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How we run & organize our kitchens.


xdrixn
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I've had a few people leave me recently and I'm doing my best not to take it personally. People leave jobs, especially in this business. Before I go any further, I'm not a screamer and if I have something to say to someone I say it in private and I offer constructive criticism. In short, I think I'm a fair "boss". None of us I think come into this business with hopes of being able to boss people around, at least I don't. I simply want to make pastries, learn and teach.

I am curious to hear how other pastry chefs are staffing their kitchens?

Do you have a person whose sole job is to plate in the evenings and if so what are the avergae number of covers? What tasks does this person do during down time?

One of my first pastry jobs at a prestigious restaurant in SF was to come in at 230 and do the same prep tasks day in & day out, the pastry chef never said a word to me. I felt there was a high turnover rate because of this AND because of this I try to run my kitchen differently in that my "plater" who come in at 2ish does a variety of tasks (menu item prep tasks), continues to learns and stays interested.

I often wonder if I should hire someone just to come in at 6 and plate dinner service. We are attached to a hotel and there are only so many cookies to be scooped and truffles to be dipped and the pastry line is immaculate. I must say I have a very hard time with down time having closed myself recently.

perhaps I'm overanalyzing but I'd be really happy to hear from other pastry chefs about staffing issues and solutions.

Edited by xdrixn (log)

www.adrianvasquez.net

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Since everyone's situation is so different regarding staffing and such, I think the best thing for you to do would be to ask the question "why are you leaving?" in an exit interview. If you see the same answer popping up time and time again (such as "I'm bored" or "I don't see possibility for advancement here") then you might re-evaluate what you could do differently as PC at your establishment.

Since everyone always has their own reasons for leaving, you need to find out if the trend of losing people has to do with the work, the atmosphere, the management style, or maybe the fact that people are getting better offers elsewhere. It may be a money issue....it could be hours.....it could be a commute issue......it could be personal stuff.....or illness.....or....or....or.

Since I have a lot of experience on both sides (management and employee) I know how hard it is to "toe the line"; to keep the best interests of both sides equal and fair. The key is to listen and evaluate. To manage means being a mediator in some cases. It can be really really hard. I always let my employees know that they can talk to me no matter what. If you let them know that you're their sounding board, you have a pre-emptive tool in knowing they may be positioning themselves to leave......and why they are thinking of doing so. I am always honest with them by letting them know I am in a position of doing my best for our employer too, and there's some things I can do for them and some things I can't. If I feel an employee has a legitimate gripe, I go to bat for them 100 percent. When employees SEE that you try your hardest to be honest and fair, you eventually win a good degree of loyalty.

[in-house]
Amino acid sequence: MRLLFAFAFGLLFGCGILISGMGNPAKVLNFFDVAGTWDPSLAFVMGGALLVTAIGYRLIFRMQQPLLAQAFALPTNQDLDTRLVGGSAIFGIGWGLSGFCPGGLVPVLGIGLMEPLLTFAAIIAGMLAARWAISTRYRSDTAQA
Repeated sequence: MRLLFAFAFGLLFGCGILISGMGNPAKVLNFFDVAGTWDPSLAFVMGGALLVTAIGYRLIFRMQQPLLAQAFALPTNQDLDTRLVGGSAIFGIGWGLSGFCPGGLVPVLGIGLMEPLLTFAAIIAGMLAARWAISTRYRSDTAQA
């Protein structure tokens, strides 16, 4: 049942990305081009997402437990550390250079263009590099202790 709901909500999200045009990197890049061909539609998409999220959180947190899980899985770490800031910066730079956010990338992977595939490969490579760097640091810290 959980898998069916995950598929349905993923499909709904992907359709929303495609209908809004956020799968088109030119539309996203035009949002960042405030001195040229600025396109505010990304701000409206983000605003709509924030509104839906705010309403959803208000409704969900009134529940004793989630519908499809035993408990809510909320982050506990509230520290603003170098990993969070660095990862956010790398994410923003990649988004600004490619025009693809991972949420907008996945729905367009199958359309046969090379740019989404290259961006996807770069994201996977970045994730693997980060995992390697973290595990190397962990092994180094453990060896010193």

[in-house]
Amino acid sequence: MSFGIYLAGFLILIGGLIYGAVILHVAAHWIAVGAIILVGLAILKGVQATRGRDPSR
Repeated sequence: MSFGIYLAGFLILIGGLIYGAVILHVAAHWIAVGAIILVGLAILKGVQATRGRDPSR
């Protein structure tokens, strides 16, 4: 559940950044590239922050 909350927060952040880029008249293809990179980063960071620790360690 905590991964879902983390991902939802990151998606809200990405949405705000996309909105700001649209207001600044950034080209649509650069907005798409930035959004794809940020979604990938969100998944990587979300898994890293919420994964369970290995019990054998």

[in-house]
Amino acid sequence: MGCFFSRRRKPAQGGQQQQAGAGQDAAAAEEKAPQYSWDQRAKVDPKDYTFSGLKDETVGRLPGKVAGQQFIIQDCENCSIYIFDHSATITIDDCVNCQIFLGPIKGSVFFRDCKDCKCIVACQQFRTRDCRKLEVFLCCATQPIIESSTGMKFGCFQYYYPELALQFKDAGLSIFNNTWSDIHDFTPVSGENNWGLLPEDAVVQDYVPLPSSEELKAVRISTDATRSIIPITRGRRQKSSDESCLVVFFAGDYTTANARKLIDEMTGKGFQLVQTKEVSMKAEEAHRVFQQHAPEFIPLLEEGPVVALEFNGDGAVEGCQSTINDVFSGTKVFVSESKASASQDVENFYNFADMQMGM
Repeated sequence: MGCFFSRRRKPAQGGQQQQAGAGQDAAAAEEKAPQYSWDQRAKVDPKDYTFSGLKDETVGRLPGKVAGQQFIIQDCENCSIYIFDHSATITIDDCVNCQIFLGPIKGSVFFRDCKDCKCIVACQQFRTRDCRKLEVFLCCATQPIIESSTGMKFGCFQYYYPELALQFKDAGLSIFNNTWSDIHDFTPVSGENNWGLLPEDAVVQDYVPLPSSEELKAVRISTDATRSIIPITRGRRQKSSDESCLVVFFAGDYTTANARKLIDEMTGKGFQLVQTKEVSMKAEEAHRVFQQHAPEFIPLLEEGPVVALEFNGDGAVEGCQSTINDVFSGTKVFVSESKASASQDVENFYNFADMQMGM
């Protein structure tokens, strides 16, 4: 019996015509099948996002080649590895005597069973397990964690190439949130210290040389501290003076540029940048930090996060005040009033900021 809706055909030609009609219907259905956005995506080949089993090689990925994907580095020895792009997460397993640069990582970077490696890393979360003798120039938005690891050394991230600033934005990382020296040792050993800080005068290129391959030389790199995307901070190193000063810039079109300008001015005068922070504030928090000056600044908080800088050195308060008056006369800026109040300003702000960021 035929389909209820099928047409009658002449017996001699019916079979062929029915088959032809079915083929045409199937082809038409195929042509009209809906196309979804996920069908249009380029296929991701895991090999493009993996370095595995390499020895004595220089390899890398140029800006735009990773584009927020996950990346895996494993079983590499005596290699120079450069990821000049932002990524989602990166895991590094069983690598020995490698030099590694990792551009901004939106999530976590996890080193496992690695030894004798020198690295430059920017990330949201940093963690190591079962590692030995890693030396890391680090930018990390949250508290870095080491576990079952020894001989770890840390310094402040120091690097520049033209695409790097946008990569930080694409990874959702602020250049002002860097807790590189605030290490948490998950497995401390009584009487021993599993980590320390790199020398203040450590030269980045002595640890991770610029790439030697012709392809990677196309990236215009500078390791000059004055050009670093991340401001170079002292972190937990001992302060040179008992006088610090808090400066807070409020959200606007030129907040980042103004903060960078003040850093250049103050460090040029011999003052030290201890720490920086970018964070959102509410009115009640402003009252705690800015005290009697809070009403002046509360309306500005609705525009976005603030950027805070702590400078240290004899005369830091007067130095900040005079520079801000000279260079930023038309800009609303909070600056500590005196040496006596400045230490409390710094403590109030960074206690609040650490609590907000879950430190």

But that's my management style. Other people have other styles. I'd be curious to hear what they are too.

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One of the first things that comes to my mind is, are you hiring assistant pastry chefs who aspire to become pastry chefs or are you hiring anyone that can do the job? Because if your hiring someone interested in pastry eventually they will be bored always doing the same thing (if your only leaving the prep work) and never doing the real baking and planning. But if your hiring say a college kid who's major is something other then cooking.........I'd say they just got bored and are moving on. If you can find a person who's new to the country/language, they usually don't mind doing repetitive work while their aclimating to their new language and surroundings.

I try to comunicate exactly what I wondering by just dirrectly asking people questions. Do they enjoy doing xyz? Is there anything they'd like to work on learning (and then incorporating that into my menu so they have something to look forward to)? I try to give people challenging things to do as well as the mundain. I believe you have to give people challenges or they become complacient.

You can usually see if someone is bored or dis-interested by their body language and their craftmenship.

Currently I have the salad guys plating my ala carte desserts and I do everything else myself. I also happen to work in a different part of the building then the main kitchen. Theres limitations, as in, they can't do advanced plating (or I should say their not interested in doing advanced plating so forget trying to teach it to them). Nor do they typically have the time to do any advanced plating while working a busy salad station. Instead I do my best to simplfy my plates, all garnishes are on the item, they only add sauces or xxxsugar, etc... to plates. That was hard to accept at first, but I've refocused myself. Since I can't rely on fancy plated work, I have to really consentrate on taste alone to sell my product. I poor my need to do visual work into other aspects of my job, like buffets or banquets work.